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Stuck at home, teens launch intellectual podcast

H-F High School seniors Katie Nottke, left, and Aria Sline host the podcast “(f)embolden,” in which they discuss modern social issues through a teenage lens. (Provided photo)


Before the coronavirus quarantine, Aria Sline and Katie Nottke spent tons of time together, just like most teenage best friends. 

They saw each other during their days at Homewood-Flossmoor High School, especially enjoying lunchtime conversations that often took deep dives into important topics.

H-F High School seniors Katie Nottke, left, and Aria Sline host the podcast “(f)embolden,” in which they discuss modern social issues through a teenage lens. (Provided photo)

“During lunch we would have awesome discussions about activism, and our experiences with gender injustice, and how we don’t talk about feminism in school,” said Aria, of Glenwood.

Out of a passion for these conversations and a desire to engage their peers, the girls planned to create a discussion club for the 2020-21 academic year. Students could meet after school to talk about these topics of shared interest.

However, with school closed to in-person learning and meetings due to the coronavirus quarantine, the girls, both seniors, had to rethink their plan. They decided to develop a podcast called “(f)embolden” in which they could have the same types of conversations and share them with their peers.

Aria records episodes of “(f)embolden” with a podcast app called Anchor, as she and Katie talk over the phone. After their conversation, Aria edits the audio, and publishes the finished product.

Katie, a Flossmoor resident, said the podcast is aimed at teenagers who are interested in topics of social and political importance. She hopes the episodes embolden audience members who are reluctant to talk about difficult topics, as they observe two of their peers having productive conversations about these issues.

“It’s very rewarding and relieving to have someone to connect with and have intellectual discussions about what’s going on,” Katie said. “We want to help our peers become more educated and have more insight on what’s going on in the world so they can build activist tendencies and speak out on things that are wrong.”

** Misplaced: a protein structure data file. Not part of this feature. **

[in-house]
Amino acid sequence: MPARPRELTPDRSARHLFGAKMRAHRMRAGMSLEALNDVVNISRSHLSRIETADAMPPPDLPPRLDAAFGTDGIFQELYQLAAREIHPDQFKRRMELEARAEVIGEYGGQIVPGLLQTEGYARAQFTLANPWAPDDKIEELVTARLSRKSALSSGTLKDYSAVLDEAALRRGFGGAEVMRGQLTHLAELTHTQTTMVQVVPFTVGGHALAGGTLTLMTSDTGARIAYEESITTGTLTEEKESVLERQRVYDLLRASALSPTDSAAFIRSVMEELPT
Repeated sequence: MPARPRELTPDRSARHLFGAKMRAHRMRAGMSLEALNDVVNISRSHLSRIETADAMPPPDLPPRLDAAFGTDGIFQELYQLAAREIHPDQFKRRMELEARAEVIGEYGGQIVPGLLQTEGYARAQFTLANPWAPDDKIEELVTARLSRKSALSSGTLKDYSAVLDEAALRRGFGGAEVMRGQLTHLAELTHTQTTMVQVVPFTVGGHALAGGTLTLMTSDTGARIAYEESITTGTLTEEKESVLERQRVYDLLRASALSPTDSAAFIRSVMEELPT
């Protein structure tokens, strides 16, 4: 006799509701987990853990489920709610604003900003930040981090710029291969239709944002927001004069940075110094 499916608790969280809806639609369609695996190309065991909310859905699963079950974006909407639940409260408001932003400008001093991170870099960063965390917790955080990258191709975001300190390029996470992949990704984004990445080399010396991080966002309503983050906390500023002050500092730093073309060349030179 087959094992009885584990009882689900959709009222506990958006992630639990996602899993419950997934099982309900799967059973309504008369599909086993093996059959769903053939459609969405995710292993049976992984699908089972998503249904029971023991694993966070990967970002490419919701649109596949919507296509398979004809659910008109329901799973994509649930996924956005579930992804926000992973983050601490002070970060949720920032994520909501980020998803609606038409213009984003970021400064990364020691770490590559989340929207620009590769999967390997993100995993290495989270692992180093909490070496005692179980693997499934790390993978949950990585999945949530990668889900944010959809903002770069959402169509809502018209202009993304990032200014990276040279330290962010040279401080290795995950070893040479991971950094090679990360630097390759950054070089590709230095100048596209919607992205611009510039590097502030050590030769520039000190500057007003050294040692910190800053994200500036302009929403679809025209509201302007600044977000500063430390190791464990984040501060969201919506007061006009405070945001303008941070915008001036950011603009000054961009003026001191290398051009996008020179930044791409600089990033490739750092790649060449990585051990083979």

With Katie’s dog, Oreo, often barking in the background, the podcast conveys a personal, informal feel, as though the listener is observing a conversation between good friends. 

The subject matter Aria and Katie cover on “(f)embolden” reflects their commitment to intersectional feminism, which Aria describes as an ethos that “allows for all groups, especially those that are marginalized, to be represented; and rejects racism, misogyny, classism and anything that would go against equality.”

In the 15- to 30-minute episodes, Katie and Aria discuss a range of topics including misogyny, human trafficking, sexual harassment, racism and the role of youth in shaping culture. In a series suggested by Aria’s dad, a handful of scripted mini-episodes share quick personal histories of notable Black women.

“Some of the episodes are scripted, but the rest are pretty conversational,” Aria said. “We want to show our peers how easy it is to have that (difficult) conversation, and enable people with the language for them to talk about it. If it was too robotic, or too scripted, it would take away from the authenticity of our conversations.”

In June, Aria and Katie hosted a fundraiser through “(f)embolden” by selling Black Lives Matter sweatshirts with rainbow-colored lettering. They raised $285 and donated it to the Black Feminist Project.

In the podcast, the girls also discuss their lives during quarantine and experiences with e-learning. Katie said she appreciates when she gets out of the house to work at her restaurant job because she does not like attending school at home.

“It’s lame. It’s really boring,” Katie said. “Other than work it’s just been e-learning and prepping for college. The days are kind of repetitive.”

Both Aria and Katie said they still are deciding which colleges to attend. Katie plans to major in biochemistry, and Aria intends to study molecular and cellular biology. Science is another of the girls’ shared passions.

They continue to develop the podcast, working on the feedback they’ve received to speak more clearly and offer each other turns to chime in — “the stuff you have to get used to when you’re talking to an audience,” Katie said.

Feedback about the podcast’s content has been overwhelmingly positive, Aria said. Listeners they’ve heard from have especially appreciated “(f)embolden” episodes covering sexual harassment, sexual assault and consent. 

“We got a lot of positive feedback after our consent episode,” Aria said. “So many people reached out to us that they were so glad we were having this conversation. Even people from other states, they’ve said they finally feel their voice is being heard and they’re being empowered. That’s one of the things that’s been exciting.”

“(f)embolden” can be found on Podbay, Spotify and at fembolden.org.

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